What you need to know about controlled drugs
Dr Clare Gerada explains the traps for the unwary GP
Dame Janet Smith, chair of the Shipman Inquiry, will shortly make her final recommendations. She will almost certainly pick up on the confusion around the regulation of controlled drugs (CDs)1.
The legislative framework for CDs is out of date. It does not reflect changes in general practice, such as co-operative out-of-hours working and the changing landscape of clinical practice.
Despite all the regulations and complexities, few GPs have had any training in their duties under the Misuse of Drugs Act.
The increasing use of CDs for malignant and non-malignant pain in recent years can be attributed to the rapid growth of hospital pain clinics repeat prescriptions are almost always be issued by the patient's GP. Moreover, the Pain Society recommends that opiate drugs should be used routinely in cases of severe chronic pain, such as trigeminal neuralgia.
Government policy to increase treatment of drug users in primary care has no doubt contributed to the rise in GPs prescribing methadone. National guidelines recommend methadone as the most effective treatment for opiate substitution, although other treatments such as buprenorphine are gaining an evidence base for detoxification and maintenance.
Most CDs are taken in patient's homes, although hospices account for the highest volume of CD use. Care homes may only hold CDs prescribed by GPs and dispensed by a pharmacist; they do not carry stocks of CDs, so when a user leaves the home the CDs will be transferred to them. The only justification for a home to keep CDs is the existence of a valid prescription for a person actually living in the home.
Classification and control
The class of different drugs reflects the penalties applicable to offences involving different drugs. The schedule, on the other hand, corresponds to their therapeutic usefulness and potential for misuse. For practical purposes GPs need to be familiar with the regulations surrounding schedule 2 drugs, which include pharmaceutical opioids and amphetamines in medical use.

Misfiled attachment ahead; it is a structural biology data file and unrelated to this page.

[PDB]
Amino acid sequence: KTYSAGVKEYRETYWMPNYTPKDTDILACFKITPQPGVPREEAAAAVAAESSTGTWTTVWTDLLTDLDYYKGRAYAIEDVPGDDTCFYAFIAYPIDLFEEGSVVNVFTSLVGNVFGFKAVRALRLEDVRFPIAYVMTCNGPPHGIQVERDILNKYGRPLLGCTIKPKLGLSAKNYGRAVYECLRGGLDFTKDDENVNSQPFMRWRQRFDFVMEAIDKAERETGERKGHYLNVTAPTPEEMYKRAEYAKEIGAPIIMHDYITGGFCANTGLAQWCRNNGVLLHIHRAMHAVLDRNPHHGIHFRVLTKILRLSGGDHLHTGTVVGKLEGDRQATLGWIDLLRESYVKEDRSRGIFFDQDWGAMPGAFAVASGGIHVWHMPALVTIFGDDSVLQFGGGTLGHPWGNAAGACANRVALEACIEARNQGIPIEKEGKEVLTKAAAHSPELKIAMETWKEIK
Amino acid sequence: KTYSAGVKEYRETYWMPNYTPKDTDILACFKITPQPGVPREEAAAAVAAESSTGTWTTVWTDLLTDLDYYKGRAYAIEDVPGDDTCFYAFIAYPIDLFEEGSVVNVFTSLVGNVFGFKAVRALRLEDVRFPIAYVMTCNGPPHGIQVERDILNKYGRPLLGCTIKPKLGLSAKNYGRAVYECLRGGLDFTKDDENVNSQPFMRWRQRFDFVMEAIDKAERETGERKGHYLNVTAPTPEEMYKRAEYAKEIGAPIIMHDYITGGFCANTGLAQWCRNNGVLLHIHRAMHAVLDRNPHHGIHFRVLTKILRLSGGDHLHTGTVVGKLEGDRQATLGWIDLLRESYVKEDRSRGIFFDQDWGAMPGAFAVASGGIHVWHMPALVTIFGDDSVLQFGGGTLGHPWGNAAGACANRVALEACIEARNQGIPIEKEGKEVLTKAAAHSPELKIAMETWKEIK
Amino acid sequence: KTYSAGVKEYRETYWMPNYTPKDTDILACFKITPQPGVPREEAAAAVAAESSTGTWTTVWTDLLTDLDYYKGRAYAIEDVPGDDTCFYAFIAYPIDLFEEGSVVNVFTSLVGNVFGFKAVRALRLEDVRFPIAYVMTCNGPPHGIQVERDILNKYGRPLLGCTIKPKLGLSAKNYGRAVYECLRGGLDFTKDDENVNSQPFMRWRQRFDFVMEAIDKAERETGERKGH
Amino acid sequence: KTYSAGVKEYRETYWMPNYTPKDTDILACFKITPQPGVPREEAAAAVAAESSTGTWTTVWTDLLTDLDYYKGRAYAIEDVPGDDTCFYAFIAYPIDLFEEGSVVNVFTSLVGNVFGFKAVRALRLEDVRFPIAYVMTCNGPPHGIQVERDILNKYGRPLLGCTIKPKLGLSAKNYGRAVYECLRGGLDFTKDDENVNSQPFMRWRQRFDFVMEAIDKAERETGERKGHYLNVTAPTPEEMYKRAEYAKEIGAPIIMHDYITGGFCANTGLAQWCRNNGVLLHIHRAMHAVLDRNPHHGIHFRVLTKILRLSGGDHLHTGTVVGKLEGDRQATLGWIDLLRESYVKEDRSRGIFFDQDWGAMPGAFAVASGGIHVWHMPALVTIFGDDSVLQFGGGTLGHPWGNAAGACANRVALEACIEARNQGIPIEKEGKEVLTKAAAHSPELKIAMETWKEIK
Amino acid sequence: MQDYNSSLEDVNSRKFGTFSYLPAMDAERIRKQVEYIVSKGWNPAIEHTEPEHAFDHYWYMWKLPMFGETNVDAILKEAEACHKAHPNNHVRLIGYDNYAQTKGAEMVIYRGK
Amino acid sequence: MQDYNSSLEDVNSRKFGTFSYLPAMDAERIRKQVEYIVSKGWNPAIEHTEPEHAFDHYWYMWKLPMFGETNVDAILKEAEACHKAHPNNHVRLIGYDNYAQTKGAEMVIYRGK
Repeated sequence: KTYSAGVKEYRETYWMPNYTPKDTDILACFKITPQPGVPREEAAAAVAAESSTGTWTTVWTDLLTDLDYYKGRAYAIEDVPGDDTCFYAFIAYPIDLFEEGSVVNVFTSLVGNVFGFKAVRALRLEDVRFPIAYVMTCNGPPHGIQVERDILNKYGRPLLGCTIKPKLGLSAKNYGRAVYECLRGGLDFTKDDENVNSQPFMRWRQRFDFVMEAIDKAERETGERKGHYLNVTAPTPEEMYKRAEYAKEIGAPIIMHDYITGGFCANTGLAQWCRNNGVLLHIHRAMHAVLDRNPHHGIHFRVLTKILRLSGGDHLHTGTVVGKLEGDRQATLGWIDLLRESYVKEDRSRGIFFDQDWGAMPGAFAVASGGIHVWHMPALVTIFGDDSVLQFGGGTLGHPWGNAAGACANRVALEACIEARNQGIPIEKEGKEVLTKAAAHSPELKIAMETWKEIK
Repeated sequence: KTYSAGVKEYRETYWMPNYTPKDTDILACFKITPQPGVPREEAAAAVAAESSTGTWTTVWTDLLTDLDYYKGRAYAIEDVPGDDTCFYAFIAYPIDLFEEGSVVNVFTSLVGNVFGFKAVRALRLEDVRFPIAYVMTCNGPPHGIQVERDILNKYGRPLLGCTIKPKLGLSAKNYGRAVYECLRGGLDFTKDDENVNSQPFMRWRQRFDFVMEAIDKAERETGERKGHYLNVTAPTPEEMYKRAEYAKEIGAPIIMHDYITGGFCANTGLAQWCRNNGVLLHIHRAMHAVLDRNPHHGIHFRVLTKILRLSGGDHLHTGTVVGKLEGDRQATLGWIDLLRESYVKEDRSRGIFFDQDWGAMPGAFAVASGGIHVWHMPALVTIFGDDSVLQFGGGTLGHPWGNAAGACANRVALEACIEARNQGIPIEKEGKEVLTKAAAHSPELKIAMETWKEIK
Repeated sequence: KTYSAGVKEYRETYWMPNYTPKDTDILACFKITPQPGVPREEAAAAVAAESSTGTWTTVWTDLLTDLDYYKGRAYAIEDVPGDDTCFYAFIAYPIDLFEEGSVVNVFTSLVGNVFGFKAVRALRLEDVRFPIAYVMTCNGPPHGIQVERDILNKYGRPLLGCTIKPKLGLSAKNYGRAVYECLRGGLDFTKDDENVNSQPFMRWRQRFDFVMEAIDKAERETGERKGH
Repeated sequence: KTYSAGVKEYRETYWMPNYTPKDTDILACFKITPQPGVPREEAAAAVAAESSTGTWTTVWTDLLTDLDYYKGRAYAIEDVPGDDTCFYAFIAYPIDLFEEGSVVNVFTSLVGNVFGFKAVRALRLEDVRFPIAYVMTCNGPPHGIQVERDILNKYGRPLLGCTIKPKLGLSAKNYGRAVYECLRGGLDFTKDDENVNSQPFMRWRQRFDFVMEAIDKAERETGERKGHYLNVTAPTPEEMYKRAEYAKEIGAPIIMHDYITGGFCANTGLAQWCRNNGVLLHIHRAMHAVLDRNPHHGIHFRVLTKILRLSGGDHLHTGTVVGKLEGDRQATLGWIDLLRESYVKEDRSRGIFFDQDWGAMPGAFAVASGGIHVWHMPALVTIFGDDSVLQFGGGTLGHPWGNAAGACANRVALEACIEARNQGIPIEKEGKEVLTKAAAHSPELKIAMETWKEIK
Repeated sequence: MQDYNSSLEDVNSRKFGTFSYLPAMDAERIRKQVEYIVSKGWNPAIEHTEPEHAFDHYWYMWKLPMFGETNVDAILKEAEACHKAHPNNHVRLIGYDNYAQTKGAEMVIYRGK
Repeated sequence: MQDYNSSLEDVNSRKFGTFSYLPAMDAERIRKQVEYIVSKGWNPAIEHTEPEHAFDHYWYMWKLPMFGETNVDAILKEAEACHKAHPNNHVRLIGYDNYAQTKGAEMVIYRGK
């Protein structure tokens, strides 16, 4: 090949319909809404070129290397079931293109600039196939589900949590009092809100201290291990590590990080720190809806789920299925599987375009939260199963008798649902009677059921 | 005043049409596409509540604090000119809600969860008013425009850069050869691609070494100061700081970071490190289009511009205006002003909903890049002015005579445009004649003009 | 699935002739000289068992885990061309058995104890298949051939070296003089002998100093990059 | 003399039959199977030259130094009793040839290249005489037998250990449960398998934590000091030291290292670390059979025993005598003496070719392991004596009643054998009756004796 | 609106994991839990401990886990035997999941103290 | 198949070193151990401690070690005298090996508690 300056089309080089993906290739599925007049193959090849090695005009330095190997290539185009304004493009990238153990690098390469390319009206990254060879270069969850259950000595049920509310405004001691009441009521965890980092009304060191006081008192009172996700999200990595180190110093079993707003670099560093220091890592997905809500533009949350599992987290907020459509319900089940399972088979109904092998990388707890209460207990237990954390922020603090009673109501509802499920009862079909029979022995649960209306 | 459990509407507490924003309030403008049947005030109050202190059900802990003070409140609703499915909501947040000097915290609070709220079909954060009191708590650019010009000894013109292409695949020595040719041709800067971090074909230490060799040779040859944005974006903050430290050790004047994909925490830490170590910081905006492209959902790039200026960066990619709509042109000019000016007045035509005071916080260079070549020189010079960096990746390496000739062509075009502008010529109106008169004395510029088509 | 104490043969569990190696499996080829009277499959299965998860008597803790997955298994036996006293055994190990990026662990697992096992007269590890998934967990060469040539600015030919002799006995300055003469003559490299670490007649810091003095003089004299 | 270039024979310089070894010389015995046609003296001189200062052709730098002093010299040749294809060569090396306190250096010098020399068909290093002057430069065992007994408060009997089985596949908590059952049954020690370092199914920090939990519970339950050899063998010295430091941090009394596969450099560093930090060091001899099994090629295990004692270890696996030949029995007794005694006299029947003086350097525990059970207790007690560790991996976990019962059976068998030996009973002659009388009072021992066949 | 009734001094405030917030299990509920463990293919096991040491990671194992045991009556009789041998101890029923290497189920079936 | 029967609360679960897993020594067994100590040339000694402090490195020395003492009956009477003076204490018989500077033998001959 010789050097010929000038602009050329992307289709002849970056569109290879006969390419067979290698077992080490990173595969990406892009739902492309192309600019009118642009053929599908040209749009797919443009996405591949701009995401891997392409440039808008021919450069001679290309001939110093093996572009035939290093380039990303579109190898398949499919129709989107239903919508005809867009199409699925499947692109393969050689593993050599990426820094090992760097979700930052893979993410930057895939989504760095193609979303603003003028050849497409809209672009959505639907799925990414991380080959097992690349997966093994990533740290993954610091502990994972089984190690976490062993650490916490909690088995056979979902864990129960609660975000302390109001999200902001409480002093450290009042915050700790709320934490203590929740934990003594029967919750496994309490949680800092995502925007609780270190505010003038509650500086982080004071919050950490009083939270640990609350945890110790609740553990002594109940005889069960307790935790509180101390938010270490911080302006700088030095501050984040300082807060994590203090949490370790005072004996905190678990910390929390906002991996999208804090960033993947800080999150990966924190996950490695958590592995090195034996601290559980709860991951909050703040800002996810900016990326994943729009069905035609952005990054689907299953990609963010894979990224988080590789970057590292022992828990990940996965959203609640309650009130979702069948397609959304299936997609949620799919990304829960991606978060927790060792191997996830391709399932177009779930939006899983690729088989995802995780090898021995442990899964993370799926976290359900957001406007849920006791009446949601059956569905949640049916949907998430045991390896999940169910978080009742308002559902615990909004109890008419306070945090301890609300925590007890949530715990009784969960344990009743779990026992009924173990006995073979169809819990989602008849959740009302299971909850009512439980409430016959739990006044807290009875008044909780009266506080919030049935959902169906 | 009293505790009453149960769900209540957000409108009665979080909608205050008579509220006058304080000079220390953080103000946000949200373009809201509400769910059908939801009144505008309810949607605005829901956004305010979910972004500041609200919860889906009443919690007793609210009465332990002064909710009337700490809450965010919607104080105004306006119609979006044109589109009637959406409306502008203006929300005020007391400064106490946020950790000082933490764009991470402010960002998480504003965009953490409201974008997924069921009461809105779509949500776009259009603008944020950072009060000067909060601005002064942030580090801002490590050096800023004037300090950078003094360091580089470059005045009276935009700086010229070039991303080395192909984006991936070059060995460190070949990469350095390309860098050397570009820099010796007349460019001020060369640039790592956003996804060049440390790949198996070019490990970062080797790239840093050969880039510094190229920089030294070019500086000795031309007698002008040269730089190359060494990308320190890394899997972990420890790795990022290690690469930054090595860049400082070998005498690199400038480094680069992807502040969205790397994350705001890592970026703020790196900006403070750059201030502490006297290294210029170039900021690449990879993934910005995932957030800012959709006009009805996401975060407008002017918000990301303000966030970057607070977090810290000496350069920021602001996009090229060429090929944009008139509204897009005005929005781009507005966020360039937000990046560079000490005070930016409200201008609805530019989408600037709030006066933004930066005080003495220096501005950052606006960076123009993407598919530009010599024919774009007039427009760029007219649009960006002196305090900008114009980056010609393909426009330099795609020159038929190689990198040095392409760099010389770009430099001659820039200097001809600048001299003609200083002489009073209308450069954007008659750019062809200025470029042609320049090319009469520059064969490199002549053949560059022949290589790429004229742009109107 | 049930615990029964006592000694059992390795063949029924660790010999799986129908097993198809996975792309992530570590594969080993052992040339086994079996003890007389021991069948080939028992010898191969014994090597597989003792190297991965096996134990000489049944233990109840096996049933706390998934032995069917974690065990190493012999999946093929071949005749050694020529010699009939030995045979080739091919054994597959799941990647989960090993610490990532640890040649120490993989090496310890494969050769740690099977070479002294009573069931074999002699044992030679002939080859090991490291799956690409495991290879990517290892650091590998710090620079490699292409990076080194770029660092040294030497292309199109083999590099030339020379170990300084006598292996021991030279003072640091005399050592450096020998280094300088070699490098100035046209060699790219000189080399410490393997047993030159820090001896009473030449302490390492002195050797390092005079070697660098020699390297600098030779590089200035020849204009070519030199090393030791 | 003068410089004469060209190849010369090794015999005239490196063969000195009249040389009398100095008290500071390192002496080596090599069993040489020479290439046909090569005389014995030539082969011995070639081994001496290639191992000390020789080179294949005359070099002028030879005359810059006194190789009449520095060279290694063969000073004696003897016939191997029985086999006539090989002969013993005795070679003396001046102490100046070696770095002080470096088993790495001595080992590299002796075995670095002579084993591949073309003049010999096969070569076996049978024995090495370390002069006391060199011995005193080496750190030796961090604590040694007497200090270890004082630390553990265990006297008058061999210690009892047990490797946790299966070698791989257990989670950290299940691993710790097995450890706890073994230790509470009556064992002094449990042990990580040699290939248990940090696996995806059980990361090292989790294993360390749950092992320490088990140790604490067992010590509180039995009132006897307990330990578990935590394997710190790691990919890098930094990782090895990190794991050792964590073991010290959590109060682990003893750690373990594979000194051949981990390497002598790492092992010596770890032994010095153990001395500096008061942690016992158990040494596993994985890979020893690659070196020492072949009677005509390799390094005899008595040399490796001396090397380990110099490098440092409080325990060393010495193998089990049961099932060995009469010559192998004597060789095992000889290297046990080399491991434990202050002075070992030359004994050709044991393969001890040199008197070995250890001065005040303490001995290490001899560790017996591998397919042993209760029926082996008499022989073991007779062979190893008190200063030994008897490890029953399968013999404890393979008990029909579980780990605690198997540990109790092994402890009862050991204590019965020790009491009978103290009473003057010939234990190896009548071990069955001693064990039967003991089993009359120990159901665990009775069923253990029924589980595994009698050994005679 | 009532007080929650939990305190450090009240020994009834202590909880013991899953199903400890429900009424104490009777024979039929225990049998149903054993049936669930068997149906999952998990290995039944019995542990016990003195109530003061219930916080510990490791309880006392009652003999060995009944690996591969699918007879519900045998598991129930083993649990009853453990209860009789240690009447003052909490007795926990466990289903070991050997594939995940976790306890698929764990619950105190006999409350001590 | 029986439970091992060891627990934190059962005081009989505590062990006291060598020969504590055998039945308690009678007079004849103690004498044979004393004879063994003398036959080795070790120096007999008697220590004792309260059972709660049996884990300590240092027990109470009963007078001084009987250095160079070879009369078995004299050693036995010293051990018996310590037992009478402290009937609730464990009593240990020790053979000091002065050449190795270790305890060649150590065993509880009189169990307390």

There are two areas that most frequently cause confusion for the GP.
Recording This is the area that is perhaps least complied with and understood. It relates to CDs kept personally, that is obtained through a requisition or wholesale order rather than prescribed on an FP10. A register must be kept and this register must comply with the relevant regulations it must be bound, with a separate page for each drug, and entries must be in chronological order.
All health professions who hold a personal CD stock must keep their own register and are personally responsible for keeping it up to date; in a group practice this responsibility is often delegated to the practice nurse.
Another source of confusion concerns record keeping of personally administered items from the doctor's bag. The doctor's bag and the central practice stock must be considered to be one and the same, with one CD register.
But when doctors share the same bag there is inevitable failure in the audit trail drugs are used but not recorded as such. In all cases it should be considered good practice to keep a separate CD register in each bag, which is then reconciled with the central register.
Disposal Getting rid of CDs returned to the GP by patients is perhaps the hardest part of the audit cycle to deal with. Apart from having two professionals always available to accept unwanted CDs from patients there is perhaps no safe, effective and unobtrusive way of ensuring unwanted CDs are returned and destroyed appropriately and do not get diverted for nefarious use.
Once prescribed, at present all drugs are the property of the patient, who can destroy them if they are no longer required. If returned to the doctor or pharmacist and this refers to prescribed and unwanted CDs then there is no legal requirement to make a record of their destruction.
But it is good practice for pharmacists
and doctors to keep a separate book to
record all CDs returned to them. Stock CDs can only be destroyed in the presence of an authorised person.
Doctors enjoy the unique position that they can purchase, store, prescribe, dispense, deliver and administer controlled drugs with little or no routine audit or monitoring at each stage.
In the main they prescribe according to established good practice and adhere to local and national guidance, but a few notable exceptions have undermined this level of trust and resulted in a major review, the results of which GPs await with interest.
1 Baker R et al. Investigation of systems to prevent diversion of opiate drugs in general practice in the UK. Qual Saf Health Care 2004;13:21-25
The Pain Society:
National Prescribing Centre
Prescribing Support Unit
Clare Gerada is RCGP lead on drug misuse